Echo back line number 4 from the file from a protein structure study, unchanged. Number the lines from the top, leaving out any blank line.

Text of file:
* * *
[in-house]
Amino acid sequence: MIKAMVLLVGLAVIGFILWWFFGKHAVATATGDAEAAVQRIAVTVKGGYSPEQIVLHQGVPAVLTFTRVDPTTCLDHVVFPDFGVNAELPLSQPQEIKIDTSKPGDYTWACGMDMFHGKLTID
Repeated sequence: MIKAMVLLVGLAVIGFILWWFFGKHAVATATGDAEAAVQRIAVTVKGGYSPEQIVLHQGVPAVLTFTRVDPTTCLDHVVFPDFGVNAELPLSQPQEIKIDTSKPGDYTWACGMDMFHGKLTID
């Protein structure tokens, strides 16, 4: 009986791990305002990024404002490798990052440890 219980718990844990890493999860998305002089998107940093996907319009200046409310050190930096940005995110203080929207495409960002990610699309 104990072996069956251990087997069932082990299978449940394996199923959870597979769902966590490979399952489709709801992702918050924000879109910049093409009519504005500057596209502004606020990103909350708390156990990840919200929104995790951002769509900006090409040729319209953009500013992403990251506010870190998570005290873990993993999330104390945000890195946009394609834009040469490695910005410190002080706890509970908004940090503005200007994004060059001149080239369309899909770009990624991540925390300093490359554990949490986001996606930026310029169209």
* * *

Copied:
């Protein structure tokens, strides 16, 4: 009986791990305002990024404002490798990052440890 219980718990844990890493999860998305002089998107940093996907319009200046409310050190930096940005995110203080929207495409960002990610699309 104990072996069956251990087997069932082990299978449940394996199923959870597979769902966590490979399952489709709801992702918050924000879109910049093409009519504005500057596209502004606020990103909350708390156990990840919200929104995790951002769509900006090409040729319209953009500013992403990251506010870190998570005290873990993993999330104390945000890195946009394609834009040469490695910005410190002080706890509970908004940090503005200007994004060059001149080239369309899909770009990624991540925390300093490359554990949490986001996606930026310029169209």